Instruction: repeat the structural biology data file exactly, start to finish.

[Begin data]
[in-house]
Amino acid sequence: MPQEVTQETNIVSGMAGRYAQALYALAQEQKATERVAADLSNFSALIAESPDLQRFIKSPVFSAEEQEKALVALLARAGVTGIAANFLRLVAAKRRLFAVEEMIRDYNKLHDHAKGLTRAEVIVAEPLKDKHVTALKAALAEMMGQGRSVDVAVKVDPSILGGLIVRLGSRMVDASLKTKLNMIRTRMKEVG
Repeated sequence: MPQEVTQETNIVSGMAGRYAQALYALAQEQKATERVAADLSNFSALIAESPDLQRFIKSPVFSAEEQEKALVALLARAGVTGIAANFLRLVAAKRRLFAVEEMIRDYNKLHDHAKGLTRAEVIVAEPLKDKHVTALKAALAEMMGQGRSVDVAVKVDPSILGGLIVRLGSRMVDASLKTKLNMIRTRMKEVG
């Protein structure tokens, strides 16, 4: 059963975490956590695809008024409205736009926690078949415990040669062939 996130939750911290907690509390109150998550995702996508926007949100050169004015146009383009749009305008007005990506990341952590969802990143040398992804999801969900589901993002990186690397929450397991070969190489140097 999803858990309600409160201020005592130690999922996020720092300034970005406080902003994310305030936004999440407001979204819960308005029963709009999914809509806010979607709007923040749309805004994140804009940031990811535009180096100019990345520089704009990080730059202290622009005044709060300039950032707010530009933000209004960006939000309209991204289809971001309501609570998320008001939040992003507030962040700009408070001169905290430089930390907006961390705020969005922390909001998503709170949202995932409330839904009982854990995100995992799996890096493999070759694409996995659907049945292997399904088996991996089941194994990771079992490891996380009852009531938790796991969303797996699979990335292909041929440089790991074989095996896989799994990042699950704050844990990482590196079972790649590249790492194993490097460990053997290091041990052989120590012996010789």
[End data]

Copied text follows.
[in-house]
Amino acid sequence: MPQEVTQETNIVSGMAGRYAQALYALAQEQKATERVAADLSNFSALIAESPDLQRFIKSPVFSAEEQEKALVALLARAGVTGIAANFLRLVAAKRRLFAVEEMIRDYNKLHDHAKGLTRAEVIVAEPLKDKHVTALKAALAEMMGQGRSVDVAVKVDPSILGGLIVRLGSRMVDASLKTKLNMIRTRMKEVG
Repeated sequence: MPQEVTQETNIVSGMAGRYAQALYALAQEQKATERVAADLSNFSALIAESPDLQRFIKSPVFSAEEQEKALVALLARAGVTGIAANFLRLVAAKRRLFAVEEMIRDYNKLHDHAKGLTRAEVIVAEPLKDKHVTALKAALAEMMGQGRSVDVAVKVDPSILGGLIVRLGSRMVDASLKTKLNMIRTRMKEVG
């Protein structure tokens, strides 16, 4: 059963975490956590695809008024409205736009926690078949415990040669062939 996130939750911290907690509390109150998550995702996508926007949100050169004015146009383009749009305008007005990506990341952590969802990143040398992804999801969900589901993002990186690397929450397991070969190489140097 999803858990309600409160201020005592130690999922996020720092300034970005406080902003994310305030936004999440407001979204819960308005029963709009999914809509806010979607709007923040749309805004994140804009940031990811535009180096100019990345520089704009990080730059202290622009005044709060300039950032707010530009933000209004960006939000309209991204289809971001309501609570998320008001939040992003507030962040700009408070001169905290430089930390907006961390705020969005922390909001998503709170949202995932409330839904009982854990995100995992799996890096493999070759694409996995659907049945292997399904088996991996089941194994990771079992490891996380009852009531938790796991969303797996699979990335292909041929440089790991074989095996896989799994990042699950704050844990990482590196079972790649590249790492194993490097460990053997290091041990052989120590012996010789």